Gentlemen, stop your engines! That’s what Bahraini human rights activists are saying about the Bahrain Grand Prix, one of the most popular events on Formula One’s calendar. The race was canceled in 2011 because of a popular uprising against the monarchy. The activists want this year’s race canceled, too, or at least boycotted.
Since last February, when the Arab Spring hit this small Gulf nation and important U.S. ally, at least 60 people have been killed and hundreds wounded. The violence led to the cancellation of last year’s event in March. A month later the Bahrain International Circuit fired twenty-nine employees who were suspected of sympathizing with the protesters. Some employees said they were beaten and tortured by Bahraini police. 1,600 government workers were also dismissed without cause. Protests still happen regularly in Manama and a major demonstration is scheduled for Friday.
Nabeel Rajab, the president of the Bahrain Center for Human Rights, which has called for the boycott, told LatitudeNews that “Formula One should not come to Bahrain. Bahrain had no respect for the rights of Formula One staff here [and for the rights of Bahrainis]. If they come, it will send the wrong message to the people of this country.”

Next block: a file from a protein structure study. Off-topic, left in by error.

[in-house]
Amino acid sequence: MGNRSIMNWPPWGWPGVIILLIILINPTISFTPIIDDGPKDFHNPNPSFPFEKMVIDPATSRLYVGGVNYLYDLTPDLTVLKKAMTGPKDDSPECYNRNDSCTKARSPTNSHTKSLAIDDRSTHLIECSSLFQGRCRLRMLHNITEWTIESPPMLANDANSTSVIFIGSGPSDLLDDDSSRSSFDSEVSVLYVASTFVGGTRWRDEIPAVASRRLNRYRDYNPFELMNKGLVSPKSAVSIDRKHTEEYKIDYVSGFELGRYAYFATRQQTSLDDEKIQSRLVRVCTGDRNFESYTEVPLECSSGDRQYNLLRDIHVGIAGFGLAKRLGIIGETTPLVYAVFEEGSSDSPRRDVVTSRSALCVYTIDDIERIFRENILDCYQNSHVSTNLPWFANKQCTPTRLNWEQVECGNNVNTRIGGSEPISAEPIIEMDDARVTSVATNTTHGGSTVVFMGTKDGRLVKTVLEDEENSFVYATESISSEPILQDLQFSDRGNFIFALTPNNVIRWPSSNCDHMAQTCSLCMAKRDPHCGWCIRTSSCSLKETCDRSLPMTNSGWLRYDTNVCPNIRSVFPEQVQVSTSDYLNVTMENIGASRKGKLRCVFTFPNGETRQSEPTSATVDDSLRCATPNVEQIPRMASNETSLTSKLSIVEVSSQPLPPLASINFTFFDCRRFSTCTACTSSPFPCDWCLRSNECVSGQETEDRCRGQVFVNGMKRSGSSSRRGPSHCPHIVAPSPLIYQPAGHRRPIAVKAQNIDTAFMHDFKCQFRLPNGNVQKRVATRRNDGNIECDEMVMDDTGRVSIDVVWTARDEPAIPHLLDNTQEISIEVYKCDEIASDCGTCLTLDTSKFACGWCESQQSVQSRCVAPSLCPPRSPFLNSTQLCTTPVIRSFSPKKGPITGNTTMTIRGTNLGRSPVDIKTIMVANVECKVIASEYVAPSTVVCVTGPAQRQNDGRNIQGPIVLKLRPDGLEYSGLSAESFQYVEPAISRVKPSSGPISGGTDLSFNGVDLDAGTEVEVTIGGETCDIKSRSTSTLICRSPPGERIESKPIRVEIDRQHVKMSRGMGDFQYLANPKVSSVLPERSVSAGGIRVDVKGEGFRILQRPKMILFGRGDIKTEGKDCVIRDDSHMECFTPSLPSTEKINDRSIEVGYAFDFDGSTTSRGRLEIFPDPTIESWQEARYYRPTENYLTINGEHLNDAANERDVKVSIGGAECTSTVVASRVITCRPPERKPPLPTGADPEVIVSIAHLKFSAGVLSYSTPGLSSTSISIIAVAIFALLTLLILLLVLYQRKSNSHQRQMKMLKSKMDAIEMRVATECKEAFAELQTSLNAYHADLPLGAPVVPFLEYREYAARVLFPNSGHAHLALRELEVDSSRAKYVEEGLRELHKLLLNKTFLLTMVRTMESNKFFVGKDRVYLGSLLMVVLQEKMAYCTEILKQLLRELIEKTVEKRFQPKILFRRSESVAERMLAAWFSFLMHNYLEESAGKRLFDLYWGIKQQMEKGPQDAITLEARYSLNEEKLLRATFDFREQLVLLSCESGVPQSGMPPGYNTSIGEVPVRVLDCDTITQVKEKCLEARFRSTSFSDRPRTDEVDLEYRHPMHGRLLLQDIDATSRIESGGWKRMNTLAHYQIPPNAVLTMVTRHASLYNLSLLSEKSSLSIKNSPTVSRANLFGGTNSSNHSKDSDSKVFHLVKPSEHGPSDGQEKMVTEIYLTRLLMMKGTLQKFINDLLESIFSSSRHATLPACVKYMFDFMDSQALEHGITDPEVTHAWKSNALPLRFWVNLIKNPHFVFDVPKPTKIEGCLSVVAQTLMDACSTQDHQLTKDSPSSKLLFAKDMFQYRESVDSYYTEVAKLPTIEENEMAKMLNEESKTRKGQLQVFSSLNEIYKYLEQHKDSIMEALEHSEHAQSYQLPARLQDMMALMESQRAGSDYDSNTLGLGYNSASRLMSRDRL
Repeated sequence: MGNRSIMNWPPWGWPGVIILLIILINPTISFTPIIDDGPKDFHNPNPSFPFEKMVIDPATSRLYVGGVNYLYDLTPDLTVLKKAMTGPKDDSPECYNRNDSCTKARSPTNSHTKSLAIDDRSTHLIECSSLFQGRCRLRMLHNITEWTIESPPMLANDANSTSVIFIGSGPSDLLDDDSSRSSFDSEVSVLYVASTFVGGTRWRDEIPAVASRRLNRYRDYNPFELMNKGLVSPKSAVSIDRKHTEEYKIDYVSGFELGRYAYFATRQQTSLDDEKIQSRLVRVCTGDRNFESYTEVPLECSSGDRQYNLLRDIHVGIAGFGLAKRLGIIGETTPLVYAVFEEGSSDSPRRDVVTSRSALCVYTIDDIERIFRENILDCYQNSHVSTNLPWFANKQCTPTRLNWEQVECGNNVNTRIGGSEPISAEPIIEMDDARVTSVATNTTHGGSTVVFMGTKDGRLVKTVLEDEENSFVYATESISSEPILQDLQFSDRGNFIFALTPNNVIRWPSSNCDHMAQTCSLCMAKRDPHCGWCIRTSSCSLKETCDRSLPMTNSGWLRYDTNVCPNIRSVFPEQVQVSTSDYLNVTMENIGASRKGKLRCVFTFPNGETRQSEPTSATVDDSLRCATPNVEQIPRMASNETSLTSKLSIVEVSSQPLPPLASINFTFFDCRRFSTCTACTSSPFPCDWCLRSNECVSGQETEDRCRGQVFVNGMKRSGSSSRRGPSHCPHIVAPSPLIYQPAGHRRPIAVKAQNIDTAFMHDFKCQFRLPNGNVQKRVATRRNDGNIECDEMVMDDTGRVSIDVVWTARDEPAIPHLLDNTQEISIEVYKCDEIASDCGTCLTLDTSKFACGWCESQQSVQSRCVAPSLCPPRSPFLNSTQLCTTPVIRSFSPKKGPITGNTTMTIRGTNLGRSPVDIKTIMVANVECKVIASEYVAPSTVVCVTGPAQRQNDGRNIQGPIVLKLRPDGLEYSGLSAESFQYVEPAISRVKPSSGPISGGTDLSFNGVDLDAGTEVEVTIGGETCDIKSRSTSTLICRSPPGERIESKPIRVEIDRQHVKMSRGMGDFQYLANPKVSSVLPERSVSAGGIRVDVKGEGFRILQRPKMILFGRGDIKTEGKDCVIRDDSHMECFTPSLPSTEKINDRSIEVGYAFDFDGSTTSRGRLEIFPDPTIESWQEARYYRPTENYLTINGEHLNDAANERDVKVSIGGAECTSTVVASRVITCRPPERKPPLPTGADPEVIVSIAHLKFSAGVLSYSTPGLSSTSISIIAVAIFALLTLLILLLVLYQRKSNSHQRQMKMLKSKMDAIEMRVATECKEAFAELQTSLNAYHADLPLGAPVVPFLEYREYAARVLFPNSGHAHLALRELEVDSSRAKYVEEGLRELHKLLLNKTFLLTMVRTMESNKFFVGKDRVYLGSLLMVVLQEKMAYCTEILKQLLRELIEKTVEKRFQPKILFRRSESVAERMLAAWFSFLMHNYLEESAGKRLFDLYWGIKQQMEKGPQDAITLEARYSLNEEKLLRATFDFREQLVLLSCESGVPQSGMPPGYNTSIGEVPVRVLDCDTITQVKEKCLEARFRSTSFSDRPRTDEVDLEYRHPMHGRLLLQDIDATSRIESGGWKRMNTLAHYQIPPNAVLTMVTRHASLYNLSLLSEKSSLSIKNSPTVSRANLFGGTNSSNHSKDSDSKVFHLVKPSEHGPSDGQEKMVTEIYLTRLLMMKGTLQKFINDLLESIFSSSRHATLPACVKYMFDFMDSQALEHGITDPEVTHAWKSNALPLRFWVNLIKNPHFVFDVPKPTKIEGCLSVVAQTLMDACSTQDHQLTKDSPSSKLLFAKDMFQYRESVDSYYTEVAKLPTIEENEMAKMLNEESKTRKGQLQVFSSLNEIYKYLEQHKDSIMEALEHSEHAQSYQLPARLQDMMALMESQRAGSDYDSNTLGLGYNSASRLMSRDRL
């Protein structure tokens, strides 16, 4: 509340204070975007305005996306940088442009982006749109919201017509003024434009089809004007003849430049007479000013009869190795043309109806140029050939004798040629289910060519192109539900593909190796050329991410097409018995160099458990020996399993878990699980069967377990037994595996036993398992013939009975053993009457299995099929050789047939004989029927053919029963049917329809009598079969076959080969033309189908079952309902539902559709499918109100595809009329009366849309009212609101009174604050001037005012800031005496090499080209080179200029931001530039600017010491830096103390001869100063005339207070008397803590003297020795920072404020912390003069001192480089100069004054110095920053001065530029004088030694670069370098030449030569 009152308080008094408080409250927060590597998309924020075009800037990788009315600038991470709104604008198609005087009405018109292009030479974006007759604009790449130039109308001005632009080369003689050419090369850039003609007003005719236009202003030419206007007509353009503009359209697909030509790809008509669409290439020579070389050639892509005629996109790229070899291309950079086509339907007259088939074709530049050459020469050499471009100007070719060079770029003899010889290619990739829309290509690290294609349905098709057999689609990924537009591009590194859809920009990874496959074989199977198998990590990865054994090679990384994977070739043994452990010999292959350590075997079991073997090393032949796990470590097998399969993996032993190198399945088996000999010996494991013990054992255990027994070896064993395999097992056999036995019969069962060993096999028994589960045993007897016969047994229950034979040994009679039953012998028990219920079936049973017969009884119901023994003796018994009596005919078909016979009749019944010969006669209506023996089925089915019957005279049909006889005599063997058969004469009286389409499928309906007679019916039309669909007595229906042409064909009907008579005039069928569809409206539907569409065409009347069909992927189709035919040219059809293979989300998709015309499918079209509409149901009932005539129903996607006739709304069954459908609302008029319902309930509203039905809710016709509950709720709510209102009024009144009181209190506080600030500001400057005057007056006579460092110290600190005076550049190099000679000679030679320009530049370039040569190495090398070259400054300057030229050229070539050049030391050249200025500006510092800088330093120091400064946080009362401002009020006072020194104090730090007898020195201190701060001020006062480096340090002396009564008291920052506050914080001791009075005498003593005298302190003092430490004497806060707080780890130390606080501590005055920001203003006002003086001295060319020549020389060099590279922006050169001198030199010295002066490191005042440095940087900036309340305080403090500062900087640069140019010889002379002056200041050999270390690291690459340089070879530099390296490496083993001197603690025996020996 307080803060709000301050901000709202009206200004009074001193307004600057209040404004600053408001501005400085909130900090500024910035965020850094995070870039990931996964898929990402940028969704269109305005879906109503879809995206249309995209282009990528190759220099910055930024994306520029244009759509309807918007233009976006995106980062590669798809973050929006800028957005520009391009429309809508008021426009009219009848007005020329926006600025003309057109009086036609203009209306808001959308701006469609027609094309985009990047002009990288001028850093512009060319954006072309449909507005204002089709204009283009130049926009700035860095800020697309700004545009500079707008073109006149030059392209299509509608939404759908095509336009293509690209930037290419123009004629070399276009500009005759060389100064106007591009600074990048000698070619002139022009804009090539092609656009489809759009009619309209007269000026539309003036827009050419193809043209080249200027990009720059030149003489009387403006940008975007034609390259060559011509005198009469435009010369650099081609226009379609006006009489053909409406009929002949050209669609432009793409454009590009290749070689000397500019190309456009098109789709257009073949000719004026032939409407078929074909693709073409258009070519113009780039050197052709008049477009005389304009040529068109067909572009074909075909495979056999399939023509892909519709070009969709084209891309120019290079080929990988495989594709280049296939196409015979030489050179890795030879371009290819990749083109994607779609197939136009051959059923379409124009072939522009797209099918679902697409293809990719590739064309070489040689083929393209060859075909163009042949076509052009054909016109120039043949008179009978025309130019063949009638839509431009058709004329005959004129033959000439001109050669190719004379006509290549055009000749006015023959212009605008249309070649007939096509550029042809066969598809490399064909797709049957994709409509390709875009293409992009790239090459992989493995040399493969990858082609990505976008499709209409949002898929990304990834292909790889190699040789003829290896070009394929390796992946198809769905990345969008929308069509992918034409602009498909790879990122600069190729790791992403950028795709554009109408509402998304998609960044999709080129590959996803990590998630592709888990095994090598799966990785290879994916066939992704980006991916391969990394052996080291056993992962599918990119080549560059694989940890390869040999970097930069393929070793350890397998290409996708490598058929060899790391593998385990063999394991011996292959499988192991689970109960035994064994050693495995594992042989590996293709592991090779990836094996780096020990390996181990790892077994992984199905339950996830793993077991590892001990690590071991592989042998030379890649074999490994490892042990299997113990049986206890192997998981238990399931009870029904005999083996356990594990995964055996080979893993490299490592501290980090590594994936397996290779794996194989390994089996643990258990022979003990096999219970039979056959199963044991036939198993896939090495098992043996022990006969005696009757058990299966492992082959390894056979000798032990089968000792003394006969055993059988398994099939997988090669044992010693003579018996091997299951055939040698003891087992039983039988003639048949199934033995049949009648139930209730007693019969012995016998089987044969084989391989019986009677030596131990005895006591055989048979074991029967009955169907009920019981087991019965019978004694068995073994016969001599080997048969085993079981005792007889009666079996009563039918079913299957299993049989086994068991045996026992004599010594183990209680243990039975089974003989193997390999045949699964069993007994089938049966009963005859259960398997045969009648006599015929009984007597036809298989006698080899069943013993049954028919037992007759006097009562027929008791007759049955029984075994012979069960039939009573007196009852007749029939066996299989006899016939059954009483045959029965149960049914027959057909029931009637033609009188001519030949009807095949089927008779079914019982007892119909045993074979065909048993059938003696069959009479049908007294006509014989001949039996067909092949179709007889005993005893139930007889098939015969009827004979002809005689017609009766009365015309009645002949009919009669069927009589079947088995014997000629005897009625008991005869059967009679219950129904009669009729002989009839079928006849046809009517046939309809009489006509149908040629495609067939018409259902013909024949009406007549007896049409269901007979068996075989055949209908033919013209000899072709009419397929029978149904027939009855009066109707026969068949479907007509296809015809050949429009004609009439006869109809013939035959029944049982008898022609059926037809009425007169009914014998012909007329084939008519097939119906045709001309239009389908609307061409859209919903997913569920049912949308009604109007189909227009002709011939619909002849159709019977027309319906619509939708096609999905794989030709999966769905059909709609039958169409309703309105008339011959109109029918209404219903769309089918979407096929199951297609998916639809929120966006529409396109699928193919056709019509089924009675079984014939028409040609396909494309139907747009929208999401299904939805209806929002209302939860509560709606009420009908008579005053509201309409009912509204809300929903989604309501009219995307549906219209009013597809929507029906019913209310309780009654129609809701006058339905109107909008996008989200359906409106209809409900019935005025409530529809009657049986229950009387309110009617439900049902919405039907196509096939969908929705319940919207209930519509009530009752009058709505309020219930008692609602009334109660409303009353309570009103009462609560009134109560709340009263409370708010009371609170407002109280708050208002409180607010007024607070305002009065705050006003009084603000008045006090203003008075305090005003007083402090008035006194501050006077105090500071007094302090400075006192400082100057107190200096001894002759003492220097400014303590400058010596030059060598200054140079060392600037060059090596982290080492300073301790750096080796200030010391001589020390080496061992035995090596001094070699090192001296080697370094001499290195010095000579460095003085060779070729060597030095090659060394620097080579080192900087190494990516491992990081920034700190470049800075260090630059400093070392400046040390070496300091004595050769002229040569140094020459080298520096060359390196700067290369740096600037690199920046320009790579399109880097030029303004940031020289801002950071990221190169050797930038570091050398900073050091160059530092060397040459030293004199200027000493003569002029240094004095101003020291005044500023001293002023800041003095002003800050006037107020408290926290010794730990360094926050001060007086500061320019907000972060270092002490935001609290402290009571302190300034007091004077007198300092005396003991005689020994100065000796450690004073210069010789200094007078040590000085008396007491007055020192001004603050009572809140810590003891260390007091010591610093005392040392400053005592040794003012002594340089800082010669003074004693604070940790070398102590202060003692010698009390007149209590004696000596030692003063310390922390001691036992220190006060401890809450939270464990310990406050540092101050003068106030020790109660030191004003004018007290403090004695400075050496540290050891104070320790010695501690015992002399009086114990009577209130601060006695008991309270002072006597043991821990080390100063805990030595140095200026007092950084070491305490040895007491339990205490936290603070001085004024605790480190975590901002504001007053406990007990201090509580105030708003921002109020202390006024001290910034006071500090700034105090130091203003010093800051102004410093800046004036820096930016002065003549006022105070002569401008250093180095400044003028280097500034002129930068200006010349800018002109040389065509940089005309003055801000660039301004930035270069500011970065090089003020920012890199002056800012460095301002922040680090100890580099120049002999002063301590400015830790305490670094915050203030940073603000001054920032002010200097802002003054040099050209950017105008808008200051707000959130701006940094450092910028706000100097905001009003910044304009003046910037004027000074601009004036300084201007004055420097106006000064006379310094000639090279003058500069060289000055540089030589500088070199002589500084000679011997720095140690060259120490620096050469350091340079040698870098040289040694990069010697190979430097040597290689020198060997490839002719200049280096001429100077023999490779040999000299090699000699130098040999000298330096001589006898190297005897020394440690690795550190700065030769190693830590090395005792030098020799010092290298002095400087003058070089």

Rajab added that the race would help the image of the Bahraini government by showing that things were back to normal, which he says is not the case. “We are asking Formula One not to help the government. Don’t help them escape from punishment.”
King Hamad and the Bahraini government claim that hosting the Grand Prix will allow them to show off liberalizing reforms to thousands of Western visitors and journalists (in 2010, over 100,000 people attended the race). After the uprising, Bahrain commissioned a report on potential reforms from Cherif Bassiouni, an internationally recognized human rights expert, and says it is following them. But Bassiouini recently said the pace of change has been too slow, calling the government’s investigations into its prior misdeeds a “whitewash.” King Hamad has also hired John Timoney, the former police chief of Miami and Philadelphia, and John Yates, former assistant commissioner of the Metropolitan Police in London, to advise Bahrain’s heavy-handed police. Timoney, in particular, seems like a strange choice for a country that says it is liberalizing. He has been strongly criticized in the past for his approach to dispersing protestors at the 2000 Republican Convention in Philly and at the Free Trade of the Americas summit in Miami in 2003.
Bernie Ecclestone, the chairman of Formula One, says this year’s event, scheduled for April 22nd, will go ahead as planned. And why not? The BIC has already paid F1 a $40 million dollar fee for being allowed to host the race.